I have given them the glory that you gave me. —John 17:22
I was brought up in the Church of the Nazarene, a denomination that was born in revival. There was an unusual anointing of convicting power on that church in its early days. They had what its founder, Phineas Bresee, called "the glory."
What was that? It was the anointing—an anointing that transcended their lack of education, money, refinement, and prestige. The presence of God was at times so powerful it seemed almost impossible for lost people to enter their services without getting converted. People who came to laugh and scoff ended up smitten and on their knees in tears before God. The services were frequently characterized by shouts of joy and people waving their handkerchiefs with inexpressible happiness.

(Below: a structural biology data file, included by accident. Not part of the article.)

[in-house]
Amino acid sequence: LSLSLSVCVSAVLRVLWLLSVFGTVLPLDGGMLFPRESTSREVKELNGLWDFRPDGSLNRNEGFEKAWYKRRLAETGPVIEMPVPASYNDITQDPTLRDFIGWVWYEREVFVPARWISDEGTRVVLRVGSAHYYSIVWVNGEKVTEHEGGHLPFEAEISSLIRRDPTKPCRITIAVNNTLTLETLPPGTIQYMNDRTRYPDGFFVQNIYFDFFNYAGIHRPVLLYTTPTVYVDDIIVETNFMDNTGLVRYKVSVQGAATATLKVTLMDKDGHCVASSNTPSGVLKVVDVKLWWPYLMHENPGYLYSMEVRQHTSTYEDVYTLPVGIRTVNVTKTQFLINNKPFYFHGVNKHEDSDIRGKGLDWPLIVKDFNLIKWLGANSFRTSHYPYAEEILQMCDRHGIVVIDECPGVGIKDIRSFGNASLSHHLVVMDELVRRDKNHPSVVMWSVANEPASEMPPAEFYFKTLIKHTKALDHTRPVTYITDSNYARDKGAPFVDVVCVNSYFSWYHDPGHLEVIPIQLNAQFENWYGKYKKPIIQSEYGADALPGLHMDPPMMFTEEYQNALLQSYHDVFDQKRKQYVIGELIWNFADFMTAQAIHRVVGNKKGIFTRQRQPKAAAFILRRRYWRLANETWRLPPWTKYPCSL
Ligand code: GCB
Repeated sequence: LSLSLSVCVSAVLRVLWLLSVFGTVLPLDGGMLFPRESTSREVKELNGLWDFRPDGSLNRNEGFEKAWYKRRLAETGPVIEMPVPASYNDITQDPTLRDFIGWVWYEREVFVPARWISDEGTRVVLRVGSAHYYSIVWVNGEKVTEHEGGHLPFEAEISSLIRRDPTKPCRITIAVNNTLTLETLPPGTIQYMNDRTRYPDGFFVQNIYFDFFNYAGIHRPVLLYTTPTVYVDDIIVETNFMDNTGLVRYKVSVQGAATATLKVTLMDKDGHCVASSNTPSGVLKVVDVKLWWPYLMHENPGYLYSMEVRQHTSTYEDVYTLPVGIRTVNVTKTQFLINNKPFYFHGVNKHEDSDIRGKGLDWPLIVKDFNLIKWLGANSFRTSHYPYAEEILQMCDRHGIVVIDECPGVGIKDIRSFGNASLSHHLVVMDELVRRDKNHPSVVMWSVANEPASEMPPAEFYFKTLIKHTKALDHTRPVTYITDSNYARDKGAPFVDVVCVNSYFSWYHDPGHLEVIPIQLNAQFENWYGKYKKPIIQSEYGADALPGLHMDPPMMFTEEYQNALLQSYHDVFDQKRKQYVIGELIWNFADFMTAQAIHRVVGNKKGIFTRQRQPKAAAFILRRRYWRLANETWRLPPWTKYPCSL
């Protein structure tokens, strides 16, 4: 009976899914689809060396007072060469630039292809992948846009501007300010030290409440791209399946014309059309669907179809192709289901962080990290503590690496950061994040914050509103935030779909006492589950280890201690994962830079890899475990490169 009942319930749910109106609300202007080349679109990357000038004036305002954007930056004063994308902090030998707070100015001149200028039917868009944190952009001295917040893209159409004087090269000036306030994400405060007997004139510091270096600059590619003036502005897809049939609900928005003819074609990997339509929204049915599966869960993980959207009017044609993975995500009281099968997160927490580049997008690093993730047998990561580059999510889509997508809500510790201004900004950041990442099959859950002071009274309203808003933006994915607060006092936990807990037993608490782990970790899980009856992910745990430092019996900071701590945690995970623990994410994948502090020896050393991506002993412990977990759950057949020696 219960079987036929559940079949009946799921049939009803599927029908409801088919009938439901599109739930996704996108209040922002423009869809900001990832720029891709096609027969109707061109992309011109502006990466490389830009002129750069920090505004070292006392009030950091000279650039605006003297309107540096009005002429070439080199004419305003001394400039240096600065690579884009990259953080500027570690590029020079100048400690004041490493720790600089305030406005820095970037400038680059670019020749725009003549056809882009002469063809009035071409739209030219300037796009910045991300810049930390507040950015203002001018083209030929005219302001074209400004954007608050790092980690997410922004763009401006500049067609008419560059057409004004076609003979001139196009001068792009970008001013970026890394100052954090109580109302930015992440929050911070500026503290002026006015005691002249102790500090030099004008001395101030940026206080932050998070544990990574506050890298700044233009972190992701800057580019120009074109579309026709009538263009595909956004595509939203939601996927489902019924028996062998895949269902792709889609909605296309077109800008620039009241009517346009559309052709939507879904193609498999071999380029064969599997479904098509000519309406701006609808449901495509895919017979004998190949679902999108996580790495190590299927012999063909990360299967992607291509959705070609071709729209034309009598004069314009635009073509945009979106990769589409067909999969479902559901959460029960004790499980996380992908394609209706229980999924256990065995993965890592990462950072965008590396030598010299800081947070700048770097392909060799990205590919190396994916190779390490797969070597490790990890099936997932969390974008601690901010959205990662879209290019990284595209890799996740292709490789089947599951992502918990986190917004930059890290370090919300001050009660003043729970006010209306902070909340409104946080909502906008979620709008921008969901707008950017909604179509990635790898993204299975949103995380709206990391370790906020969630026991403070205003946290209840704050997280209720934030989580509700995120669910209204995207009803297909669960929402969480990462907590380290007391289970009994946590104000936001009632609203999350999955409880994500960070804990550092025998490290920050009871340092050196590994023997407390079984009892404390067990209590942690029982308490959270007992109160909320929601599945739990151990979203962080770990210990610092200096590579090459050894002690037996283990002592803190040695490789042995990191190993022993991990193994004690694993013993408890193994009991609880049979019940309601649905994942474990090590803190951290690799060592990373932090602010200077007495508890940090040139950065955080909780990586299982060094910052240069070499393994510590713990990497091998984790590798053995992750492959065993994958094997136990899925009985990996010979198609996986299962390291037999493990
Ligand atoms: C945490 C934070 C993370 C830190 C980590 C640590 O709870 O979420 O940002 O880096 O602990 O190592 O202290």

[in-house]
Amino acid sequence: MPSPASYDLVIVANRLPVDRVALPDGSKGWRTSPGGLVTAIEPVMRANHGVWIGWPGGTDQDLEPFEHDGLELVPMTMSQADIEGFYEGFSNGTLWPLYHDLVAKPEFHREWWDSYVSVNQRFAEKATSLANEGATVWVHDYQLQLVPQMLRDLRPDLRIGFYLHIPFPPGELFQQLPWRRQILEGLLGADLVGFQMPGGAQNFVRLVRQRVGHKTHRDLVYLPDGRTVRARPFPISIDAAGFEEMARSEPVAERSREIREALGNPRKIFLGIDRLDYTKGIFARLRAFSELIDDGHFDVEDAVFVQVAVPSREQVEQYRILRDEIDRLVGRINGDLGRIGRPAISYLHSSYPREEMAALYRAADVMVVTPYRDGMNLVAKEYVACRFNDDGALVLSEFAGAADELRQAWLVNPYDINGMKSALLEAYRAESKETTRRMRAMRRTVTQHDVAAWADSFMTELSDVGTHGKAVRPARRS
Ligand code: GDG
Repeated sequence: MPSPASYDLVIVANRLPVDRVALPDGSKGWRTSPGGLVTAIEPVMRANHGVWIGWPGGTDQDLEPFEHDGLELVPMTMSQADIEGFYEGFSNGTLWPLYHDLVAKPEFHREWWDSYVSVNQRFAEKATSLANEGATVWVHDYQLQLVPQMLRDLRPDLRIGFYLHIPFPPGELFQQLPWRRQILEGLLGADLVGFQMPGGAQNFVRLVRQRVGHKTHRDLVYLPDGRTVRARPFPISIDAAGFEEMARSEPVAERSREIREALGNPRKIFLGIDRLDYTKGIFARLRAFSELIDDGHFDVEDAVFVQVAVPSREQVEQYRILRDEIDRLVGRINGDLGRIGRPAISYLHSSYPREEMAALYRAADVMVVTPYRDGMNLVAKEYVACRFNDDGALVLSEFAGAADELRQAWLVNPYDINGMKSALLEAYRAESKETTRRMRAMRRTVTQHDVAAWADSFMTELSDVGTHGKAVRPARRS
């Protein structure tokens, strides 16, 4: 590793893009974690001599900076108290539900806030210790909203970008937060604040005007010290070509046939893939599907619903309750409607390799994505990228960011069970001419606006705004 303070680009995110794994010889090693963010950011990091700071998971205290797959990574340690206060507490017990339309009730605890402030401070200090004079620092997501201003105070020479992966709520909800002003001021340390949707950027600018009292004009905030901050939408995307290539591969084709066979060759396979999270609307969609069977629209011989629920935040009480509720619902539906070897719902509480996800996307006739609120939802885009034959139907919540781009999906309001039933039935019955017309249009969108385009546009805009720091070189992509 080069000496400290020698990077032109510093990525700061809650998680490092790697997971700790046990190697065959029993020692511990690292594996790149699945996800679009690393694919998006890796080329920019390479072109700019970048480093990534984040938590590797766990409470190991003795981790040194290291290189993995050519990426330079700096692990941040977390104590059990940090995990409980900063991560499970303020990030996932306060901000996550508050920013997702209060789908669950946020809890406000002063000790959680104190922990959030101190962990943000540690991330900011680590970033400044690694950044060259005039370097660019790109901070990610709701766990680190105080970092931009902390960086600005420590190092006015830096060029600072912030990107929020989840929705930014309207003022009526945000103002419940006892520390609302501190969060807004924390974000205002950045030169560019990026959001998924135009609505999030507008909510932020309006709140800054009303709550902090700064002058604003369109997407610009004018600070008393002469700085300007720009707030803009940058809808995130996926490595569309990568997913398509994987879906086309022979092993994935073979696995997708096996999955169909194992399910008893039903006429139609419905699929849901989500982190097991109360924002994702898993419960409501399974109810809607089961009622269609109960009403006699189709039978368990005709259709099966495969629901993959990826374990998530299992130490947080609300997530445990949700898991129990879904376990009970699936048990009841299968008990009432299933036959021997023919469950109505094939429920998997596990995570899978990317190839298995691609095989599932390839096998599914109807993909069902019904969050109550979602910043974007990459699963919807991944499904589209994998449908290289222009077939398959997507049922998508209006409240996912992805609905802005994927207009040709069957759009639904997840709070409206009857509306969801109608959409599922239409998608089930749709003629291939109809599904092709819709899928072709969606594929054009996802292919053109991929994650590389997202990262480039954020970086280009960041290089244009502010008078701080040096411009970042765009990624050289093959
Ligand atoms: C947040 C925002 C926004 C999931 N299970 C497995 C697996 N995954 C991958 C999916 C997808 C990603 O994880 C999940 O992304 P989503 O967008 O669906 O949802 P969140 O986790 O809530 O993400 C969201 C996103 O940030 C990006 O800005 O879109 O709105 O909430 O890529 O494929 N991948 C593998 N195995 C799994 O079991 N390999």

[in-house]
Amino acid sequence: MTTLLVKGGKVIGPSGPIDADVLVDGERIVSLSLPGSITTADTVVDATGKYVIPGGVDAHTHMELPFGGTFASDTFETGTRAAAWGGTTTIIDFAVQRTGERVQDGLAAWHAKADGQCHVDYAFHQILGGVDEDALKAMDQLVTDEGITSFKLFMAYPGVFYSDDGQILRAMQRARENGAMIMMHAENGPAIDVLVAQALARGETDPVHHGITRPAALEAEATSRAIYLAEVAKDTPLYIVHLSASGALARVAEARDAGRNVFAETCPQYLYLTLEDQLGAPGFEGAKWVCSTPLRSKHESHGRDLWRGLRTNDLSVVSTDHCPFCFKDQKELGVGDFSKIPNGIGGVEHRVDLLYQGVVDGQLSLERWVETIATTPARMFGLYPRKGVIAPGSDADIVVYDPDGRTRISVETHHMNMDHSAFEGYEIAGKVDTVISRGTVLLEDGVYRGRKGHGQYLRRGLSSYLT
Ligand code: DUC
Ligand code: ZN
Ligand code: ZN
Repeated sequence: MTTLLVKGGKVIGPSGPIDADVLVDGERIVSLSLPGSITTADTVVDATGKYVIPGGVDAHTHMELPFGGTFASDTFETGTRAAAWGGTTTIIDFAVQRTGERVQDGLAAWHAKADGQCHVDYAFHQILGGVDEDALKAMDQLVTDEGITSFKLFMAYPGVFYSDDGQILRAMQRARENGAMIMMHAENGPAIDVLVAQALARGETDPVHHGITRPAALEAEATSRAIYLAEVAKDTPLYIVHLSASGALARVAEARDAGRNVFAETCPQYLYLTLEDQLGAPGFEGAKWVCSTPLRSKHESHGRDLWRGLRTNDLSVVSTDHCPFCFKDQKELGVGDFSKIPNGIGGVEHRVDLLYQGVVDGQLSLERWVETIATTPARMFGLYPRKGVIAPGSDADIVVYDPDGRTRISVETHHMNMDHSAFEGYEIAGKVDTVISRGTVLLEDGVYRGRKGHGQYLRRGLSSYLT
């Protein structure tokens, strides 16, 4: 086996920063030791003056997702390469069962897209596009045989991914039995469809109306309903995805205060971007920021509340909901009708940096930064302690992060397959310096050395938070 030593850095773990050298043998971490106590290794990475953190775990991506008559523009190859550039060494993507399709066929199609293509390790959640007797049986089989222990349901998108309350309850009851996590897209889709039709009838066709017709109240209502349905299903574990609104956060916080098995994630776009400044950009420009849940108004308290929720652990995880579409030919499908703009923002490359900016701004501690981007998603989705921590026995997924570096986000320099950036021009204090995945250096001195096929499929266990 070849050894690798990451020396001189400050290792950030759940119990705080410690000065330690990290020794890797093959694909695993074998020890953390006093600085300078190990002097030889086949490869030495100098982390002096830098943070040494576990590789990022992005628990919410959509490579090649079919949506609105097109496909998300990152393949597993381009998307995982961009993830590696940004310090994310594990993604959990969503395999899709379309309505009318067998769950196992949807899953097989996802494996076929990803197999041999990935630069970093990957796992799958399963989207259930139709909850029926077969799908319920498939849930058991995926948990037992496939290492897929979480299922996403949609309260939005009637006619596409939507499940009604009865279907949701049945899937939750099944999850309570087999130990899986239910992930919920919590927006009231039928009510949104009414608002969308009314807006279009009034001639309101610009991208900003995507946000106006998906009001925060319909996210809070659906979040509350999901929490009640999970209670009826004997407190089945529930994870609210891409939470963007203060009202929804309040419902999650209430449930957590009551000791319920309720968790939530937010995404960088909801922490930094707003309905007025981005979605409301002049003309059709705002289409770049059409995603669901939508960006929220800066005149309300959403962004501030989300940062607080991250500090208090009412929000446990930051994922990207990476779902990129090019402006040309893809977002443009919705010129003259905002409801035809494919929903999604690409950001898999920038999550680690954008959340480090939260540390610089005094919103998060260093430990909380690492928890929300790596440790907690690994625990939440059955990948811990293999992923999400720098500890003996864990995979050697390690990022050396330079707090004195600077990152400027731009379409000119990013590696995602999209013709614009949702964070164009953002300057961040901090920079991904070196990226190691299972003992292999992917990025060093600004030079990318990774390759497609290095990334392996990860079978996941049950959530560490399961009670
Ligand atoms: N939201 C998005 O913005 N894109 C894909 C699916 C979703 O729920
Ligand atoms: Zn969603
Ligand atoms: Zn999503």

In his last days old Dr. Bresee would preach from church to church one message: "Keep the glory down." Why? He knew that if they ever lost it they were finished.
If God had His way in our churches today, what would happen? I don't know. I know how He has worked in the past. The trouble is, our education, culture, and refinement stand in the way of the Spirit having His own way.
When the anointing lifts and the glory fades away, there are always those who sadly won't admit to the withdrawal of the Spirit. They continue trying to "work it up"—creating the shouting and manifestations that become pale imitations.
Once this happens, the glory becomes yesterday's anointing in two ways. First, God may not necessarily want His glory to be manifested in precisely the same way as it had been unveiled in a previous era. Yesterday's anointing was real enough, but it was for yesterday. Second, those who "work it up" are trying to keep yesterday's anointing alive, and the flesh becomes all too obvious. They are trying to relive what God was doing yesterday but may not have chosen to do today.
Excerpted from The Anointing: Yesterday, Today, Tomorrow (Charisma House, 2003).